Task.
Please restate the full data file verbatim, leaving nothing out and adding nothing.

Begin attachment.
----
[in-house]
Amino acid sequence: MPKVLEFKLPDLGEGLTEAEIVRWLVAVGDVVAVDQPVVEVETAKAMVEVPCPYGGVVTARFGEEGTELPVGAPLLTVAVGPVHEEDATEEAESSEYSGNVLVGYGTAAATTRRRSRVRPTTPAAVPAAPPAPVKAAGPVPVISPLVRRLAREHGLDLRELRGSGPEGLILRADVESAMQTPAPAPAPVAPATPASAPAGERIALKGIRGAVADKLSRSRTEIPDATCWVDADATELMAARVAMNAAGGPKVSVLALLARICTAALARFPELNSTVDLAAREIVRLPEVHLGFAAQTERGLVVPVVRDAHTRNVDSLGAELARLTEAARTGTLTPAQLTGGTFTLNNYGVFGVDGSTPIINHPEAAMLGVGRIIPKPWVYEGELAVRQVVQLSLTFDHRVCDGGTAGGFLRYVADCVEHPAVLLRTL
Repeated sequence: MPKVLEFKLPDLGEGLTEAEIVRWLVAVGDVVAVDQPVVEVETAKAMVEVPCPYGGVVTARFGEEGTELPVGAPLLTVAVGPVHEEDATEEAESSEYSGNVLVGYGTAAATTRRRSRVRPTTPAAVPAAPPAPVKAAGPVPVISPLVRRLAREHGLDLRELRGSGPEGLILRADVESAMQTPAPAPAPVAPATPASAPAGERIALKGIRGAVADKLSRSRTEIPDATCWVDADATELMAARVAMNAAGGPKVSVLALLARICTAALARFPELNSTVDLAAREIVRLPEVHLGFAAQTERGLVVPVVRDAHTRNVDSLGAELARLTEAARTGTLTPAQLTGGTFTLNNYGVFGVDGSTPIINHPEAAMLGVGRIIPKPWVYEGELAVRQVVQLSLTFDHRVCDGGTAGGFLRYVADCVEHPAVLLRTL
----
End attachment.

[in-house]
Amino acid sequence: MPKVLEFKLPDLGEGLTEAEIVRWLVAVGDVVAVDQPVVEVETAKAMVEVPCPYGGVVTARFGEEGTELPVGAPLLTVAVGPVHEEDATEEAESSEYSGNVLVGYGTAAATTRRRSRVRPTTPAAVPAAPPAPVKAAGPVPVISPLVRRLAREHGLDLRELRGSGPEGLILRADVESAMQTPAPAPAPVAPATPASAPAGERIALKGIRGAVADKLSRSRTEIPDATCWVDADATELMAARVAMNAAGGPKVSVLALLARICTAALARFPELNSTVDLAAREIVRLPEVHLGFAAQTERGLVVPVVRDAHTRNVDSLGAELARLTEAARTGTLTPAQLTGGTFTLNNYGVFGVDGSTPIINHPEAAMLGVGRIIPKPWVYEGELAVRQVVQLSLTFDHRVCDGGTAGGFLRYVADCVEHPAVLLRTL
Repeated sequence: MPKVLEFKLPDLGEGLTEAEIVRWLVAVGDVVAVDQPVVEVETAKAMVEVPCPYGGVVTARFGEEGTELPVGAPLLTVAVGPVHEEDATEEAESSEYSGNVLVGYGTAAATTRRRSRVRPTTPAAVPAAPPAPVKAAGPVPVISPLVRRLAREHGLDLRELRGSGPEGLILRADVESAMQTPAPAPAPVAPATPASAPAGERIALKGIRGAVADKLSRSRTEIPDATCWVDADATELMAARVAMNAAGGPKVSVLALLARICTAALARFPELNSTVDLAAREIVRLPEVHLGFAAQTERGLVVPVVRDAHTRNVDSLGAELARLTEAARTGTLTPAQLTGGTFTLNNYGVFGVDGSTPIINHPEAAMLGVGRIIPKPWVYEGELAVRQVVQLSLTFDHRVCDGGTAGGFLRYVADCVEHPAVLLRTL